In Oregon, a typical estate takes 6-9 months to complete probate. If you expect to receive a bequest, that time can feel like it moves far too slowly. You might also be aware of companies that offer an inheritance advance, giving you a lump sum faster… but at a cost. An inheritance advance can be tempting, but is it a good idea?

What is an inheritance advance?

Put simply, an inheritance advance is money that a company provides you, in exchange for a payment. Inheritance advances are often compared to payday loans, where a person can receive an amount of money that’s paid back, often at high interest rates, and with potential high fees or other costs.

How an inheritance advance works can vary, but here’s a common way it might play out. Let’s say that you expect to receive an estate bequest of $100,000. (This is also pretty simplified, and other considerations could come into play.)

  • If you wait for the probate to conclude, you’ll receive the full amount of your bequest.
  • An inheritance advance might provide you $70,000–$80,000, and they will have the full $100,000 paid to them out of the estate.

In exchange for an up-front lump sum received faster than probate concludes, you in turn have to give up a hefty amount, often at least 20%.

The thing to consider: Does your need or want to have your bequest in-hand faster than probate deserve you skipping on a significant chunk of your bequest? Are you sure that you will actually receive your entire bequest from the estate or are you getting a loan that you might not be able to pay back later? 

Potential benefits

The perceived benefits of an inheritance advance in Oregon comes down to speed of payment.

At a minimum, Oregon probate takes 5 months to conclude, and 6-9 months is an average timeframe. A company providing an inheritance advance essentially promises to provide you money ahead of the probate clock. Instead of receiving the full bequest, the company sends you a smaller portion. They in turn will claim the full amount from the estate itself.

On the one hand, this can sound advantageous. You receive at least some money, albeit less than you might have received. Plus, the advance company will receive full payment not necessarily from you but from the estate. Should this probate waiting period coincide with a financial emergency, an advance can appear especially alluring.

Inheritance advances come with drawbacks

Getting at least some money fast can sound appealing. However, that doesn’t mean it’s a good idea. Inheritance advances can also come with significant drawbacks.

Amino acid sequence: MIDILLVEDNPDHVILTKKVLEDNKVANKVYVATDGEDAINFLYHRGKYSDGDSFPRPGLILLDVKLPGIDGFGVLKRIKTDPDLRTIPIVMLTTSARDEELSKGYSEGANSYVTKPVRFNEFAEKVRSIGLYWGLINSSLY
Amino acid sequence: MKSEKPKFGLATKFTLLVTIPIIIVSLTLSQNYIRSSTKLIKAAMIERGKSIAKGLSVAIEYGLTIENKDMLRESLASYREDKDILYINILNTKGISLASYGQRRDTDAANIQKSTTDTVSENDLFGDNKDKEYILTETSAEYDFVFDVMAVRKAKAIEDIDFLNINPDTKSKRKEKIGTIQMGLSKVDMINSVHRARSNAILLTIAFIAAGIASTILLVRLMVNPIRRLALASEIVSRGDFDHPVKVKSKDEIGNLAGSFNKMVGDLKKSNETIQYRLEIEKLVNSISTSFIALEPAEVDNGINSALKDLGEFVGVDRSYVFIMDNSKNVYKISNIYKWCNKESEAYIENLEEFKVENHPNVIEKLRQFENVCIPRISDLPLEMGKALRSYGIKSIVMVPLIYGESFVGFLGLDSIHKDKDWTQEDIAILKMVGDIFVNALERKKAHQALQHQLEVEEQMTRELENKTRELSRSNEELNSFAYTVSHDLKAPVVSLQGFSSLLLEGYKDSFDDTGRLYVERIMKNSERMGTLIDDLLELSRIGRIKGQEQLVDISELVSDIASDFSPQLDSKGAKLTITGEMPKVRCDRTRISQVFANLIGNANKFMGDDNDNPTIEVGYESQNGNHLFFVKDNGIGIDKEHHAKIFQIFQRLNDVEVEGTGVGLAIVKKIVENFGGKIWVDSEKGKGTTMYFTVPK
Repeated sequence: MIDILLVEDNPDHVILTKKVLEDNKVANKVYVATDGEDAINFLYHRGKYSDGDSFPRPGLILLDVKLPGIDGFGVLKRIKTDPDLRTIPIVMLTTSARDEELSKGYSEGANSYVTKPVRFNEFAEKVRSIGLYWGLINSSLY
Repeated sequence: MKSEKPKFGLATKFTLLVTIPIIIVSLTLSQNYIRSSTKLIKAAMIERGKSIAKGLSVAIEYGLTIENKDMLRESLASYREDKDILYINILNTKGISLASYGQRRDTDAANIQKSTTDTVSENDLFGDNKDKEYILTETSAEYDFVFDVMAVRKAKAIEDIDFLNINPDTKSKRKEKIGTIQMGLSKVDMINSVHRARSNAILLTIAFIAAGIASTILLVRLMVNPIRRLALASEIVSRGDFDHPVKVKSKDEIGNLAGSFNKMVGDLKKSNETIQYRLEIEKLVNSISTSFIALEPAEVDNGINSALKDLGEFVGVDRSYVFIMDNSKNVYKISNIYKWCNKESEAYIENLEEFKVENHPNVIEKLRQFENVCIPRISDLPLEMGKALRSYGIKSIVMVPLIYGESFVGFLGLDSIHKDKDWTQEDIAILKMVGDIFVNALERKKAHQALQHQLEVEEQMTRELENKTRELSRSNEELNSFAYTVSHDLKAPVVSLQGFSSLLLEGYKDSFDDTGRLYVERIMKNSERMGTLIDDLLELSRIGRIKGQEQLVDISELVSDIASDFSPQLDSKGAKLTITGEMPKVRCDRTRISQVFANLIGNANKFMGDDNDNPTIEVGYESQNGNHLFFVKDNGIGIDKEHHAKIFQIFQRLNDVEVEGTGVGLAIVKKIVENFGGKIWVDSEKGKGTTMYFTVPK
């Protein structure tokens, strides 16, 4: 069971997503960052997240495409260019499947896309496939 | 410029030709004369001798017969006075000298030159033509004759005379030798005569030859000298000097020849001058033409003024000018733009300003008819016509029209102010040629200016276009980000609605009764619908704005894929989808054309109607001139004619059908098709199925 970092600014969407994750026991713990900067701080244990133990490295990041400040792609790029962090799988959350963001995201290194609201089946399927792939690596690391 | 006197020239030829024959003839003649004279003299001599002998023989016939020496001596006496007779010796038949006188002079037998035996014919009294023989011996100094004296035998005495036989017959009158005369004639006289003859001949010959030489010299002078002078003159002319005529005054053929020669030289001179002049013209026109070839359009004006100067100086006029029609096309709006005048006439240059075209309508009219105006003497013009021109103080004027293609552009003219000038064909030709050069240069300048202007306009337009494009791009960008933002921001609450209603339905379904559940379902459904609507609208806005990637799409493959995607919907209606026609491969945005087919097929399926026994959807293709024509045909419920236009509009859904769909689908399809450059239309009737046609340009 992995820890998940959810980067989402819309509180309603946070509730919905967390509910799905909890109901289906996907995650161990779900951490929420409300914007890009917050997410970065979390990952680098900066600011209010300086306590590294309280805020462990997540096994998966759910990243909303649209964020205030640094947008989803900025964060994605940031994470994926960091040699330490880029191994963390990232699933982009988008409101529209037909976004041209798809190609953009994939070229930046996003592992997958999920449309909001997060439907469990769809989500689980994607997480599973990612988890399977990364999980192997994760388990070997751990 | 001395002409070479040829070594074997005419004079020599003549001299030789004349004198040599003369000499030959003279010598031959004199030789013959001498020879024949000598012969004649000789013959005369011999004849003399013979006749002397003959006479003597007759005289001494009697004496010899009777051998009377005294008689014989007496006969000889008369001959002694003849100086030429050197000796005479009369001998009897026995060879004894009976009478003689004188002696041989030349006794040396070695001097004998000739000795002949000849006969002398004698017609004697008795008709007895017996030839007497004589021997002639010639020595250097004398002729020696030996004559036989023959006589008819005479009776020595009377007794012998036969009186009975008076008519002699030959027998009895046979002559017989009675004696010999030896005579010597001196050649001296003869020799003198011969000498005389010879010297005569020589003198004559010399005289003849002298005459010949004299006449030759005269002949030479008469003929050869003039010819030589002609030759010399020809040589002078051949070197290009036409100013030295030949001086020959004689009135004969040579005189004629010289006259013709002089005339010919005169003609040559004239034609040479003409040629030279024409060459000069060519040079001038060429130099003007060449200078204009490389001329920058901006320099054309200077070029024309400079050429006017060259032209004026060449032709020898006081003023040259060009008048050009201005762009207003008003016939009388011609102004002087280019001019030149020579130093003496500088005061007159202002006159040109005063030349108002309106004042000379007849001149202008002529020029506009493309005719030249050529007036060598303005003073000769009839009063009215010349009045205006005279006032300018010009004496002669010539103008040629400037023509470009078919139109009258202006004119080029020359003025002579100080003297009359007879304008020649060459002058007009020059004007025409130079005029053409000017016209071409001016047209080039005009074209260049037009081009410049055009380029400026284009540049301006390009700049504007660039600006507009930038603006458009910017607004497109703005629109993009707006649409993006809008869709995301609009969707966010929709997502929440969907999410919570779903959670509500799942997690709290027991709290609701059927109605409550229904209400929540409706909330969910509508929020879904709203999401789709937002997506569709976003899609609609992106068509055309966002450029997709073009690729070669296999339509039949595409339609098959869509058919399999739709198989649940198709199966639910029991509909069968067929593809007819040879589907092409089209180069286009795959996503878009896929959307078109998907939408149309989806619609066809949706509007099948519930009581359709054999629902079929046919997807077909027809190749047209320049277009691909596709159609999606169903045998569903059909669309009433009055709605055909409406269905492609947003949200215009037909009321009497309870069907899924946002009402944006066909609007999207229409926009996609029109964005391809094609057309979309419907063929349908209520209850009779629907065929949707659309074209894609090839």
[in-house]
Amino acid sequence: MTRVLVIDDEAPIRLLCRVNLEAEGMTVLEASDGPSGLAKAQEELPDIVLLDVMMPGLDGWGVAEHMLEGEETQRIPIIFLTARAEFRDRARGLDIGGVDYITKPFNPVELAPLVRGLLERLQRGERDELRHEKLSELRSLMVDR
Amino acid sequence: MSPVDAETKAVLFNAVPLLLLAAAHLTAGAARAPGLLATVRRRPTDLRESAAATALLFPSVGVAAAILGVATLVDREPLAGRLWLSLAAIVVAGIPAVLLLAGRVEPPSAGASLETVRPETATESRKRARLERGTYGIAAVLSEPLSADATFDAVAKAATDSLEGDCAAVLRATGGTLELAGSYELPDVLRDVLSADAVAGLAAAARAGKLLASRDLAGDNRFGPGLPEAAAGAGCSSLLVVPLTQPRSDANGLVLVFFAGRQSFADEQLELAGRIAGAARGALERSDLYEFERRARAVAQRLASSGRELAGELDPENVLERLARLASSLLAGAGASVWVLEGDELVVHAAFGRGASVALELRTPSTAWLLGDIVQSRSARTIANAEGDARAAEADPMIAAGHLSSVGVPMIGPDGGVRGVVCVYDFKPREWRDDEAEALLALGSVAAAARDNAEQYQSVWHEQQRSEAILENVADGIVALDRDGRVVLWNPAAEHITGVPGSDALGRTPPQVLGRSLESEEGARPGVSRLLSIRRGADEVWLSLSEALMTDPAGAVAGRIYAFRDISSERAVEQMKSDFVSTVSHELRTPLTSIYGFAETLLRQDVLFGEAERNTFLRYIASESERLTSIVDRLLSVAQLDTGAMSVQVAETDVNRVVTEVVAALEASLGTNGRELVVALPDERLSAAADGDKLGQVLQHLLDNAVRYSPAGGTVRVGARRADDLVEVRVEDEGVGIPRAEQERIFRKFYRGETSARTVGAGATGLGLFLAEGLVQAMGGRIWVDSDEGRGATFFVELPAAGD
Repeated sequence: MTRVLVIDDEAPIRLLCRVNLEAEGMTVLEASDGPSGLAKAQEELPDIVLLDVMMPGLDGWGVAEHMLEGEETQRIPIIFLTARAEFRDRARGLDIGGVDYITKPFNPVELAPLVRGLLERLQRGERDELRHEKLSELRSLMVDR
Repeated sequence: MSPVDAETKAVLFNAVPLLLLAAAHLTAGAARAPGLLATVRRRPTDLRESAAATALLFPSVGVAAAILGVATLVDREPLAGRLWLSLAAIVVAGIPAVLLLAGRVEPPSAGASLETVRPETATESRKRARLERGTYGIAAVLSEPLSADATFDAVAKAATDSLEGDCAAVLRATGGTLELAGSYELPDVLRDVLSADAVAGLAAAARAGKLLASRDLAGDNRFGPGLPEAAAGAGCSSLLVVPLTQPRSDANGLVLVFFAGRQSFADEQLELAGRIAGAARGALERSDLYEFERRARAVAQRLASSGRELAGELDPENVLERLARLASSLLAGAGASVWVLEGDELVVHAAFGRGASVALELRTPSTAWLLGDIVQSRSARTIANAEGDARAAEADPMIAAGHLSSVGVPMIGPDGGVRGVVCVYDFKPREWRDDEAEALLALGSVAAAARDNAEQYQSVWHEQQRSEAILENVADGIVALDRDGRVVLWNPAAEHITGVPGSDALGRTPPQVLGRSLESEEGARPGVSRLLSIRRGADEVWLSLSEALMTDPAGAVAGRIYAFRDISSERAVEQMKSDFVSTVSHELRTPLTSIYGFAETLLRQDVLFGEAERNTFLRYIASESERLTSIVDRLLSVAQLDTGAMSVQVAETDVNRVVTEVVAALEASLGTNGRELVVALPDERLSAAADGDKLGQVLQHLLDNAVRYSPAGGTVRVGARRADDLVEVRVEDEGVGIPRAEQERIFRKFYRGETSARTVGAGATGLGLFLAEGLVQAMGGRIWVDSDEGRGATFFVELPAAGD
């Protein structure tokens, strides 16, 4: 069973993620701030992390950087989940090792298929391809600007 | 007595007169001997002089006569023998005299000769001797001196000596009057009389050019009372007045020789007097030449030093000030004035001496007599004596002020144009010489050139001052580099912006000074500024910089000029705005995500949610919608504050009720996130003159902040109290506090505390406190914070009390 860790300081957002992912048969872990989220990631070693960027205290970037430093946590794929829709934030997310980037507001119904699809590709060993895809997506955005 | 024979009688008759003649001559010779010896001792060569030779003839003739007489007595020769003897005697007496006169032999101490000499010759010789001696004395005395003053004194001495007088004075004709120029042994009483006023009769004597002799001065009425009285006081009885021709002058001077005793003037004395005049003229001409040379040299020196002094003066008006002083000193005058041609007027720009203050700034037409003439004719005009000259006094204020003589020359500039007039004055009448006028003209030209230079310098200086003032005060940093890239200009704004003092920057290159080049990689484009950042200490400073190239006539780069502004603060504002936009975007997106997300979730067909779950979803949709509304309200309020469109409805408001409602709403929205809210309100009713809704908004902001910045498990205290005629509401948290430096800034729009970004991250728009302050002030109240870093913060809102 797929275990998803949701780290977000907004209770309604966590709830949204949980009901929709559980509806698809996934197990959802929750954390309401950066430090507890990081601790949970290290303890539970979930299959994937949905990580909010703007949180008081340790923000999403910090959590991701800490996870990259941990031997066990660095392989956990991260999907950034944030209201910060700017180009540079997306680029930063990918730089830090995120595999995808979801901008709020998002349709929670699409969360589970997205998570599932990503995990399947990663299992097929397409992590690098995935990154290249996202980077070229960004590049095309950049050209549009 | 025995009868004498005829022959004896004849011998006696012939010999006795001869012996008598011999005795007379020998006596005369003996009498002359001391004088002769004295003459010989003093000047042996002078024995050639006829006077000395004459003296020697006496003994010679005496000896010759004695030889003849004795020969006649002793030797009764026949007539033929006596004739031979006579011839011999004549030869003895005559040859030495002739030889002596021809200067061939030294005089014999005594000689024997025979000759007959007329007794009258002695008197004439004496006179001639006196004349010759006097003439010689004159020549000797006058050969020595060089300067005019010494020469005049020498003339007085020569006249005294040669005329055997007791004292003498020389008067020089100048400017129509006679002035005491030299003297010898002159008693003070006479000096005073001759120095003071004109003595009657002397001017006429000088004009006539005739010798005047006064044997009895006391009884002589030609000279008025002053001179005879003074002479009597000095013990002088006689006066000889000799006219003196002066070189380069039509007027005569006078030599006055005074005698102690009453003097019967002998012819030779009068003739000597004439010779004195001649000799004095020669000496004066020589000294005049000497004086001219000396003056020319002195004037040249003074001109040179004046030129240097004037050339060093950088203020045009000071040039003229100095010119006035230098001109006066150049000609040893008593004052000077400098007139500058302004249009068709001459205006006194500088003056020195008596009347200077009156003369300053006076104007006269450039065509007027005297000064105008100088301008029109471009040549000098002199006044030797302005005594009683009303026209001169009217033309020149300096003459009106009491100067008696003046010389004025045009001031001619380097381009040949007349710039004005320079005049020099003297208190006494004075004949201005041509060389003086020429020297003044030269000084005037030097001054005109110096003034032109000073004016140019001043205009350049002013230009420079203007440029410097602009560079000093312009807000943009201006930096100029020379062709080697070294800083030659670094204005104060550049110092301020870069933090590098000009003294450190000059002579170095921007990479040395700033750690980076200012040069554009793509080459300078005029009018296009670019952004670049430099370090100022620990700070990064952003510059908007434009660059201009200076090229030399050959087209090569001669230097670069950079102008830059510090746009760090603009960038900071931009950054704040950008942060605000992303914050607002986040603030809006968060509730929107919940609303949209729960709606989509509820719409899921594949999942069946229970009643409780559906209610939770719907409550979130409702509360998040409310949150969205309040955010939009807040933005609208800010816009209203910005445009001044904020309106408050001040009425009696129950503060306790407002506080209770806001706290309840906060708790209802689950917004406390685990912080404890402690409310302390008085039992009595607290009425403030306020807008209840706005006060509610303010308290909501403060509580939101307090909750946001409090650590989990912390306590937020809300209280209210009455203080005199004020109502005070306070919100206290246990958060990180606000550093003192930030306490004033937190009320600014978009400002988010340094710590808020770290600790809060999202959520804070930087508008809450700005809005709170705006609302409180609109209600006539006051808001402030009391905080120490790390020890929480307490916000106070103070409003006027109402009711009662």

• You may overborrow on your inheritance and then have to repay the inheritance advance personally. 
  • You sign away your interest in the estate. The advance company becomes part of the estate instead.
  • The interest rates and fees are high, typically at least 20% and often higher.
  • You’ll receive less than you would have been entitled to from the estate itself.
  • The advance company can raise objections to the estate, causing potential problems between you and other people, such as family, involved in the estate.
  • The company might force the sale of assets that otherwise would have remained part of the estate.
  • Agreements may be written in a way that you can breach the terms and wind up having to repay the advance, with additional interest, penalties, and/or fees.
  • Coordinating with an inheritance advance company may increase the legal costs of settling the estate.
  • If a creditor claim causes a change in the amount you might have received, that can cause problems with the estate, the advance company, and what you might potentially have to repay.

With an inheritance advance, you’ll wind up receiving less than you were entitled to from the estate due to interest rates. Plus it can swiftly create conflict and ill will between you and other people involved in the estate, such as your family.

You can wait out probate

There could be circumstances where an inheritance advance is worthwhile. However, if you are facing a difficult situation where you’re considering an inheritance advance, it may be a better idea to discuss the matter with others involved in the estate, as well as your Oregon estate attorney.

In general, though, it’s more advantageous to wait for the probate to conclude. You can receive the full bequest you are entitled to, without worrying about the pitfalls and drawbacks that come with an advance.

In our experience, inheritance advances can quickly cause more problems than they’re worth. Odds are you will be better off if you wait out the probate. If you have questions, you can consult with your Oregon attorney: